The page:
Modern biomedicine is rife with dilemma. Cells and DNA, hormones, lesions and blood counts are agents of the biomedical diagnosis that often explain a condition as if it were analyzed outside of the patient’s body—like a weed that can be uprooted before it begins to envelop the garden. Yet illnesses are not just pathological processes to be understood and explained solely through the lens of a microscope or the language of science.
In “Living With a Hidden Illness,”Alison Potts describes the pain of hiding her Multiple Sclerosis, an autoimmune condition, which has caused her to feel like she has a permanent case of the flu and tainted her memory, arresting her paramount passion for writing. But because these symptoms are hidden, Potts is frequently probed about the reality of her condition.
In “The Spoon Theory,” Christine Miserandino recalls an instance when she used 12 spoons to explain to a friend what life is like living with Lupus, a chronic autoimmune disease that often causes extreme fatigue, headaches, anemia and chronic pain. Christina’s spoon theory sprung from her struggle to find the right words:
“I quickly grabbed every spoon on the table…I explained that the difference between being sick and being healthy is having to make choices or to consciously think about things when the rest of the world doesn’t have to. The healthy have the luxury of a life without choices, a gift most people take for granted.”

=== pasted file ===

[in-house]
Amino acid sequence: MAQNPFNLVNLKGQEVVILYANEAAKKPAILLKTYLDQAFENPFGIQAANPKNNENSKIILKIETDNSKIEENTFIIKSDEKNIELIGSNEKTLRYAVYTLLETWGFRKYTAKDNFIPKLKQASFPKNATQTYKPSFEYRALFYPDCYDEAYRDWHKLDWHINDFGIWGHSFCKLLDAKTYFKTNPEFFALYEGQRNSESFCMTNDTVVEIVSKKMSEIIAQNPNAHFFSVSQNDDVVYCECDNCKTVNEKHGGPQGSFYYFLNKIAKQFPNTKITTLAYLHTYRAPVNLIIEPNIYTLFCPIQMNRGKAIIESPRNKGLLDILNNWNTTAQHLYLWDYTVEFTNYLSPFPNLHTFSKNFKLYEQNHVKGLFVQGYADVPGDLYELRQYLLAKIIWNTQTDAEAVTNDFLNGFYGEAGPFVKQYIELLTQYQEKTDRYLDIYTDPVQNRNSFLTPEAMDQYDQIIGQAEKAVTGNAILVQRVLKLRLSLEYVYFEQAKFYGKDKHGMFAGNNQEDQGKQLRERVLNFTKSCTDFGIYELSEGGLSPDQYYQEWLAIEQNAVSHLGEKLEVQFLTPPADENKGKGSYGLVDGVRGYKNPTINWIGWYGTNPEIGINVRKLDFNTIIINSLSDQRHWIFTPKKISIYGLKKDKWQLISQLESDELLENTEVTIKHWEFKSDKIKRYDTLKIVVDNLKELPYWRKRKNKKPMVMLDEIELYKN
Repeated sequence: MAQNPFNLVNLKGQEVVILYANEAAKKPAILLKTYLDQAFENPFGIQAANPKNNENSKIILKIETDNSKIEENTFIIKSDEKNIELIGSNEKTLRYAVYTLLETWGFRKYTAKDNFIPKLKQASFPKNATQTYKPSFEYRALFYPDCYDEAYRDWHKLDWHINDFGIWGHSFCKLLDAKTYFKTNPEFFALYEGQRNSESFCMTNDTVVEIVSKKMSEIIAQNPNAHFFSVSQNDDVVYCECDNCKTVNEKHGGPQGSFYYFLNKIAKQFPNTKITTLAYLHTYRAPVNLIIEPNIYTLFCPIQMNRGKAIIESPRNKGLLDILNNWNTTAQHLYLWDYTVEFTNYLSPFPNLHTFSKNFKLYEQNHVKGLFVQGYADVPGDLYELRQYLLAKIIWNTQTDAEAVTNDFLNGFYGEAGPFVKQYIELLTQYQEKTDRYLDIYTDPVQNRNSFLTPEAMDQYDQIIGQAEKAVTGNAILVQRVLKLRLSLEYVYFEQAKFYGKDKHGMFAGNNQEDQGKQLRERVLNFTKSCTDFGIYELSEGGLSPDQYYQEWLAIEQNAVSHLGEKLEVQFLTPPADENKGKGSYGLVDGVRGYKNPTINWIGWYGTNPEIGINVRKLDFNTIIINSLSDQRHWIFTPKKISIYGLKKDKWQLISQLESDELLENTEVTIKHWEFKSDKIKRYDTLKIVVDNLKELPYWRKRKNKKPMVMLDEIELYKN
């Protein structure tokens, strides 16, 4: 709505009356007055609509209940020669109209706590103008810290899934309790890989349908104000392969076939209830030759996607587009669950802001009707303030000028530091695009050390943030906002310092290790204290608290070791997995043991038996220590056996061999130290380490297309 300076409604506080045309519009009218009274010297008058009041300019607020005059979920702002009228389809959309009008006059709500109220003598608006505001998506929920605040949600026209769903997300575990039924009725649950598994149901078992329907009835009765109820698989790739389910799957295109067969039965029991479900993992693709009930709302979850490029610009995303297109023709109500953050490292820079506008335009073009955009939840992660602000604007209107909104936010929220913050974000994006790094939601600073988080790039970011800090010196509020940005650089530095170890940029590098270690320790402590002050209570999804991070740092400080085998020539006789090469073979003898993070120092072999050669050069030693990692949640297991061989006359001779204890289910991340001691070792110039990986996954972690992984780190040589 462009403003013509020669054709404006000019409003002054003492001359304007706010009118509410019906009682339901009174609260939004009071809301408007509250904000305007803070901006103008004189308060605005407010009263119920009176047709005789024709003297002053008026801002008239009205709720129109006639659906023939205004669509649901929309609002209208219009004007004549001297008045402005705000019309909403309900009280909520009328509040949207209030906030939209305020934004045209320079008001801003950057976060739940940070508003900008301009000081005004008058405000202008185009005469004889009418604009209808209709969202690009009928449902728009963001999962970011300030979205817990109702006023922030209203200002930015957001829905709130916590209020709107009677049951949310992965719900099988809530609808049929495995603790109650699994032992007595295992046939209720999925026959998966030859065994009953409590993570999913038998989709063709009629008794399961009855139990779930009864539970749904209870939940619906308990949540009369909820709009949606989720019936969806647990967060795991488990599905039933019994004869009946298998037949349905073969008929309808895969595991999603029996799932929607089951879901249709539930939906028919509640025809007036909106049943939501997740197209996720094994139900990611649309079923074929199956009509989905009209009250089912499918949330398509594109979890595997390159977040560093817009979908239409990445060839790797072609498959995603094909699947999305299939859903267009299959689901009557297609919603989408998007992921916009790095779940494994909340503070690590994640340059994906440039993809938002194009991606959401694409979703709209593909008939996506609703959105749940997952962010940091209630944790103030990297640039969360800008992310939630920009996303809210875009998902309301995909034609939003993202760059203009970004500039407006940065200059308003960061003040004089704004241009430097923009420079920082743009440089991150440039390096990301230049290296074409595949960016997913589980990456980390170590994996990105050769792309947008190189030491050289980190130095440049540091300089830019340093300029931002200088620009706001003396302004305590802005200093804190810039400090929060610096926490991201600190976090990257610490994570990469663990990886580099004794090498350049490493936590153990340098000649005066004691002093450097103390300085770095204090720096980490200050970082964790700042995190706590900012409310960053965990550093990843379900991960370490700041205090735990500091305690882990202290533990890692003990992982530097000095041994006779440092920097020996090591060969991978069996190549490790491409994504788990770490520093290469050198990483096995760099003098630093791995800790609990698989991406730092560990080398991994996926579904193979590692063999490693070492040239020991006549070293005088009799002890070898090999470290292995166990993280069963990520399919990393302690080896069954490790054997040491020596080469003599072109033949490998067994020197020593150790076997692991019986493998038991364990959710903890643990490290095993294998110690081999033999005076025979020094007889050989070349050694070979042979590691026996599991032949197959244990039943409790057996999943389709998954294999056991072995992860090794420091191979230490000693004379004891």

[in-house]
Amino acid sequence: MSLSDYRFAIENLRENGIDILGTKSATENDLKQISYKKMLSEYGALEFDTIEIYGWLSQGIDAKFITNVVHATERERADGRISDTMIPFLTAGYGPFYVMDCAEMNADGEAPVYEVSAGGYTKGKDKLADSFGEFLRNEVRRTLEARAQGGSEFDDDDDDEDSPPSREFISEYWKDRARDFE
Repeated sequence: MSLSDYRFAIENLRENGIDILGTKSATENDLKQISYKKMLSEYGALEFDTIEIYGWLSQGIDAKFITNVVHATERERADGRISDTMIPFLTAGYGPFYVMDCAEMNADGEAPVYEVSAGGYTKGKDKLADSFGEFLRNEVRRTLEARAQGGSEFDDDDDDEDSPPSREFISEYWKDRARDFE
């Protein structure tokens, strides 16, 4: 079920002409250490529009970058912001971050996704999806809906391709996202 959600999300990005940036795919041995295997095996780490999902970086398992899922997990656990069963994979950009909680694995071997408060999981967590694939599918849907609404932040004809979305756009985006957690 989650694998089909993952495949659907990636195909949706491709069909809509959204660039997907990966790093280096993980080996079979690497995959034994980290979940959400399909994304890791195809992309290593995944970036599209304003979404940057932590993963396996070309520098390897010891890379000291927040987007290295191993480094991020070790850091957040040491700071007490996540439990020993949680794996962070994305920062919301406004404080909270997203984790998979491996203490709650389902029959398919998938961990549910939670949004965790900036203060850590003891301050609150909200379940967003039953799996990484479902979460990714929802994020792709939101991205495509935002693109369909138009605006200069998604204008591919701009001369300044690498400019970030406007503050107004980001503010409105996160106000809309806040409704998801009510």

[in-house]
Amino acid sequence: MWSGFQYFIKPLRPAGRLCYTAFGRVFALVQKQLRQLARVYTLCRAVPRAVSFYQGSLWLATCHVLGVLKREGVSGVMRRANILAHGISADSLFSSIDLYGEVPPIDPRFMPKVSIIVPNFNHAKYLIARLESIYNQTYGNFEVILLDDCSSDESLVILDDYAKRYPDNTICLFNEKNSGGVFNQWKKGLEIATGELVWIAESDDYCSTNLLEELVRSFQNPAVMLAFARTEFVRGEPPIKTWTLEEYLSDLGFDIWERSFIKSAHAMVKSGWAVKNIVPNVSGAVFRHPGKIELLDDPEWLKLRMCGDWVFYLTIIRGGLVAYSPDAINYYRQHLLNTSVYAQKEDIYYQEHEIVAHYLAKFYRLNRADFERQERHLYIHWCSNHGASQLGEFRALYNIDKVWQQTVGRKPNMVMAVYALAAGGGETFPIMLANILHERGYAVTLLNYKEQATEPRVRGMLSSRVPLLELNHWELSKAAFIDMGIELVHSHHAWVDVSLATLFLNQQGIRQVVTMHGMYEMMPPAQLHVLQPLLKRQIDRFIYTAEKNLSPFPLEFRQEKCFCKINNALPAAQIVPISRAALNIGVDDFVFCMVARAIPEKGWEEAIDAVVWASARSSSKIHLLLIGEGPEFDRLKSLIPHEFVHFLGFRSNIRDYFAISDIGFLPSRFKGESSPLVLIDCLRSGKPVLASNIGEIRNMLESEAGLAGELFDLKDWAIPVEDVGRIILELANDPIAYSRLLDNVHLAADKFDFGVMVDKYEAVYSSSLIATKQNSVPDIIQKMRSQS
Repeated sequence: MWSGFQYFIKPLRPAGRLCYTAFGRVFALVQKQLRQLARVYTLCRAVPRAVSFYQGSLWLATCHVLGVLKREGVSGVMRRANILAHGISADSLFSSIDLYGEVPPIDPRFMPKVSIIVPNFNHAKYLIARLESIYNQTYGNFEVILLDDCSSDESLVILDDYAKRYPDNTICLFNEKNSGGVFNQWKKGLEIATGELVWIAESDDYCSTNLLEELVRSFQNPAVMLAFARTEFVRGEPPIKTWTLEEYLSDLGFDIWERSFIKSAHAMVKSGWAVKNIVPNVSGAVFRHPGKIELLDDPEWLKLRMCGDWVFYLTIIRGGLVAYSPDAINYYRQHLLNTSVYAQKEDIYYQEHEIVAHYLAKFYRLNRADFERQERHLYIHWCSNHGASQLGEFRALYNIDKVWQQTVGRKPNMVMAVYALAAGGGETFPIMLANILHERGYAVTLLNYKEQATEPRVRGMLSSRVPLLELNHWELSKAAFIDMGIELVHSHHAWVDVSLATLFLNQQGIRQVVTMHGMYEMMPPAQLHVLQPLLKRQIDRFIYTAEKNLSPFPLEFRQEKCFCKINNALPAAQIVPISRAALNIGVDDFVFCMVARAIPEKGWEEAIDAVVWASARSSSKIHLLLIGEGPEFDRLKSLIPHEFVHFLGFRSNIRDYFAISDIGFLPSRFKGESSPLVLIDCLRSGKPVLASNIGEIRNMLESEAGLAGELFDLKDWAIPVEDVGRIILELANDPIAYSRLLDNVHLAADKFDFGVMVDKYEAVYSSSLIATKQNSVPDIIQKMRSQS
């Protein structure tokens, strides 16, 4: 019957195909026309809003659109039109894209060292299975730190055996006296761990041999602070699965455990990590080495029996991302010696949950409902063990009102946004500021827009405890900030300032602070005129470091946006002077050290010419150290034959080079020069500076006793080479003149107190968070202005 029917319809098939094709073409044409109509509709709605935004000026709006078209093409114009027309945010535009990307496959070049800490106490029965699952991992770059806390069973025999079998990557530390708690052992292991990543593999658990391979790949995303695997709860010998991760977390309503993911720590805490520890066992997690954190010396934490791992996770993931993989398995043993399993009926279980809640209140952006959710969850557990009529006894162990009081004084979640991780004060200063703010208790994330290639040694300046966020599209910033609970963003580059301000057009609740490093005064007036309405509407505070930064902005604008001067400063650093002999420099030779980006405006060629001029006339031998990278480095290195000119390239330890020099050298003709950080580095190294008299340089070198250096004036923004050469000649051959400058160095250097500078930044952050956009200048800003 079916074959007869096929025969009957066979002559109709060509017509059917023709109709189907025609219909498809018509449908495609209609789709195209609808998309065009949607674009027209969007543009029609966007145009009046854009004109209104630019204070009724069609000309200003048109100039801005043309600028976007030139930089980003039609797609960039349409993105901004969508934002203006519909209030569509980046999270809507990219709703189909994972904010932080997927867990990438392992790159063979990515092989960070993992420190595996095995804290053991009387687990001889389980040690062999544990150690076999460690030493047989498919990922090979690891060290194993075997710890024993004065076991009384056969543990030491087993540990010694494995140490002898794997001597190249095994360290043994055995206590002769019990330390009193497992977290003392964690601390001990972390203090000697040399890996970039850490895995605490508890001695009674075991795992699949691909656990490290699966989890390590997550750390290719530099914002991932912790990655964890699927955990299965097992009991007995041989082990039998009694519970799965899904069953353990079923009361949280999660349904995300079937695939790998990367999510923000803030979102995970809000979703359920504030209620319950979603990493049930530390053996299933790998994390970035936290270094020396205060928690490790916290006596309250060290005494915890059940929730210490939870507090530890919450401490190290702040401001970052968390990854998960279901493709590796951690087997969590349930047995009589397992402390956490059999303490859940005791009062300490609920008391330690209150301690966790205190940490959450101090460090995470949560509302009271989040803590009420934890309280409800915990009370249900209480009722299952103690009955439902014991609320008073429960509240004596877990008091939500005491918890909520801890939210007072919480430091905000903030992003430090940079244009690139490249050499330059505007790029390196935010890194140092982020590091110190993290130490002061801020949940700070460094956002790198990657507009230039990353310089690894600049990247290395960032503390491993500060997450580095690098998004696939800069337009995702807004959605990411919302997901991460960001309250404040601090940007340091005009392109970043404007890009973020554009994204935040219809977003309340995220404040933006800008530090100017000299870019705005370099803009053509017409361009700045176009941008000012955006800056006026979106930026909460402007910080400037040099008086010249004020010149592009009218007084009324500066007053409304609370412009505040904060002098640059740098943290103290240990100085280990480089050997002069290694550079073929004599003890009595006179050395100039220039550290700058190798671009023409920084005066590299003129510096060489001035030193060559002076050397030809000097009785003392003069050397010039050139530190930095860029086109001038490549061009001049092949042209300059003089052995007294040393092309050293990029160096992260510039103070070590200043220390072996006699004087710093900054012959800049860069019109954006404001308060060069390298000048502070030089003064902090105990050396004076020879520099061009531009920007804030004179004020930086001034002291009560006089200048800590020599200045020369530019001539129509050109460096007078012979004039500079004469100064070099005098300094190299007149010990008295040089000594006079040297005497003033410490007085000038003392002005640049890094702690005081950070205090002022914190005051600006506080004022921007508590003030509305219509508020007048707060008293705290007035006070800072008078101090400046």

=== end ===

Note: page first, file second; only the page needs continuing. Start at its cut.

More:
After Christina gave her friend 12 spoons, she then broke down every daily task that drains her energy (a spoon), like showering, brushing her teeth and putting her clothes on. Six spoons were gone before her friend had even theoretically left for work. Christina’s story suggests that perhaps when language fails there may be other ways of sharing what life is like living with an invisible illness.
Last year I got to know a charming seven-year-old named Gwendolyn who has Mitochondrial Disease. Like Christina, Gwen’s energy is limited and wanes with movement. I wrote an article about her in which Kim, Gwen’s mother, says she wishes she could hand out the lessons of her daughter’s disease on a silver platter:
“Going to the beach requires an entire day of preparation: scheduling her meds so that she’ll be unhooked from her IV for two hours, taping up her chest, having to do a painful dressing change afterwards, carrying all her supplies, bringing a nurse. All for the joy of those two hours. It’s all worth it. It makes every time you do something so utterly powerful.”